Where there's smoke...?
Ok, I take it back... DoE's Office of Science announced the 2007 budget request to Congress will have a 14% increase and it seems to include genuine new money for genuine fundamental research... better news than feared
Congress still has to act on it, and we have to see how much falls to earmarks, but this is promising. Congress has recently, if anything, put in more science funds that the White House requests.
NIST apparently also did well. Makes sense, they're very strong in nano and quantum info.
Hope NSF's Math, Astro and Physics division does well.
On the teacher initiative, I still honestly do not see how it is to be done.
There simply aren't enough math and physics major around to supply 100,000 people on short notice without a lot more reason that $380 million in incentives.
Only ~ 4,000 BScs in physics graduate each year in the US, and a little over 10,000 math majors.
About 1000 of those do physics related research, eventually (most with PhDs or MScs in addition), about 1000 go work in software, and substantially less than 1000 become teachers. That does not leave a lot of slack.
Total physical science workforce is tiny, you can't just pull 30,000 people out of the pool without crippling some other area of research. People who have the background but not used if for more than a decade are generally both well employed and rusty, they'd need a lot of refreshing to be ready to teach.
Further - that's 3 new teachers per existing teacher? Are they going to schools which currently lack AP math/physics teachers? Those are largely schools that have trouble attracting teachers in the first place - we're not talking Palo Alto High here. Further, employing 100,000 new teachers costs ~ $10 BILLION per year. Is that new money from somewhere or to come out existing high school budgets? So who will they cut?
Numbers flat out do not add up.
Reminds of the conversation I had in DC a few years ago which went something like , "no prob, we'll just hire a few thousand PhDs" - "well, they don't exist, there are only a little over 1000 physics PhDs per year, and you're not going to get all of them".
Didn't go far - some people are convinced that just offering more money will work (not that they were going to have the necessary budget), but the reality is that short of a Manhattan Project level worldwide emergency, most physics PhDs are perfectly content to stay put or make minor internal career moves, not up an move wholesale by the thousands.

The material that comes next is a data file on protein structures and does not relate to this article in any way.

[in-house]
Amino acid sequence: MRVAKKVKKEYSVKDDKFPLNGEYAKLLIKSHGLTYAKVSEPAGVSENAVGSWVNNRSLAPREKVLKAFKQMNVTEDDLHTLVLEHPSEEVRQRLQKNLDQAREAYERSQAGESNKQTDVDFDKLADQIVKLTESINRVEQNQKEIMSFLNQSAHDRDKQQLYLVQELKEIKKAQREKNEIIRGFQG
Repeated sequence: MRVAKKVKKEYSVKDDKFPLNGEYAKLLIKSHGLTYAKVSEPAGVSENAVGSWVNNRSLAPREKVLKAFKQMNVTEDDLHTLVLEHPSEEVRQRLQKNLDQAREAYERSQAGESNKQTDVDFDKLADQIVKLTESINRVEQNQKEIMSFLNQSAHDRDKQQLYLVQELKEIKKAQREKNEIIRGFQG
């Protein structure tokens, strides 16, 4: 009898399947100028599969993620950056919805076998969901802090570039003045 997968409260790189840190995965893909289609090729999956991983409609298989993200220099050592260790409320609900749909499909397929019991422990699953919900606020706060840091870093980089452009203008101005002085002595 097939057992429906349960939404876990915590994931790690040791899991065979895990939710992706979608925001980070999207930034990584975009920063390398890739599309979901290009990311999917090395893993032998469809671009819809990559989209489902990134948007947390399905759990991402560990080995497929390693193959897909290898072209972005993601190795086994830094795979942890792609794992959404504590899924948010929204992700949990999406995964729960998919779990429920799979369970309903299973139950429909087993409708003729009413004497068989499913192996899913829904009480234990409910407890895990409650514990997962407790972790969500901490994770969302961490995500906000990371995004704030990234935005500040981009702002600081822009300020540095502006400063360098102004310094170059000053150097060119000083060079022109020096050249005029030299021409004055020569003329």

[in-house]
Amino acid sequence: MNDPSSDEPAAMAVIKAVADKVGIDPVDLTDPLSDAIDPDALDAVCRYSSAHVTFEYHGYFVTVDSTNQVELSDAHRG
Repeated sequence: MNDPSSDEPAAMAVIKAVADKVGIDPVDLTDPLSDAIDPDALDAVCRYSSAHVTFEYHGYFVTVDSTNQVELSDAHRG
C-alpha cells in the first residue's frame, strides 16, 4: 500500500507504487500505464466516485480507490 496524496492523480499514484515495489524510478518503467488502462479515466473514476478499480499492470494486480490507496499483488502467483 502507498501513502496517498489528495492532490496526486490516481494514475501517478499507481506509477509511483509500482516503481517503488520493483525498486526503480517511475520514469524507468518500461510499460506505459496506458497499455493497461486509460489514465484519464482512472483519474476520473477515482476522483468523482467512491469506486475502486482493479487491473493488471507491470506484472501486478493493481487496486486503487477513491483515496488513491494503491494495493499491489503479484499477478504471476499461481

Unless forced to.
UPDATE: Pharyngula has a pointer to an analysis at Mirocat
So they want to retrain new teachers (that was option #2 I think), well, that may get them 1000 new teachers, but most existing teachers don't have the time, inclination or aptitude to retrain to become advanced math or physics teachers.
UPDATE: NASA makes budget request 2007 announcement on monday also, just before NSF does (1pm vs 3pm)
NASA ANNOUNCES FY 07 BUDGET NEWS CONFERENCE
NASA Administrator Michael Griffin will brief the media about the agency's FY 2007 budget at 10 a.m. PST, Monday, Feb. 6. Reporters are invited to observe a live broadcast of the budget news conference at NASA Headquarters in the main auditorium, Bldg. N-201, at NASA Ames Research Center, located in California's Silicon Valley.
Griffin will be joined by NASA's associate administrators for the space operations, science, aeronautics and exploration mission directorates for the 90-minute event. Following the news conference, local reporters at NASA Ames are invited to attend a media roundtable to discuss the budget with Marvin (Chris) Christensen, who has been designated to serve as the acting NASA Ames center director. The media roundtable will begin after the NASA administrator's briefing at approximately 11:30 a.m. PST, in the Jack Boyd Committee Room, Bldg. N-200.
The news conference will be broadcast live on NASA TV. Please note that only reporters at NASA headquarters will be able to ask questions during the briefing. NASA directorates and offices will take budget phone queries after the news conference. The NASA budget will be available on the Web Monday at 10 a.m. PST at: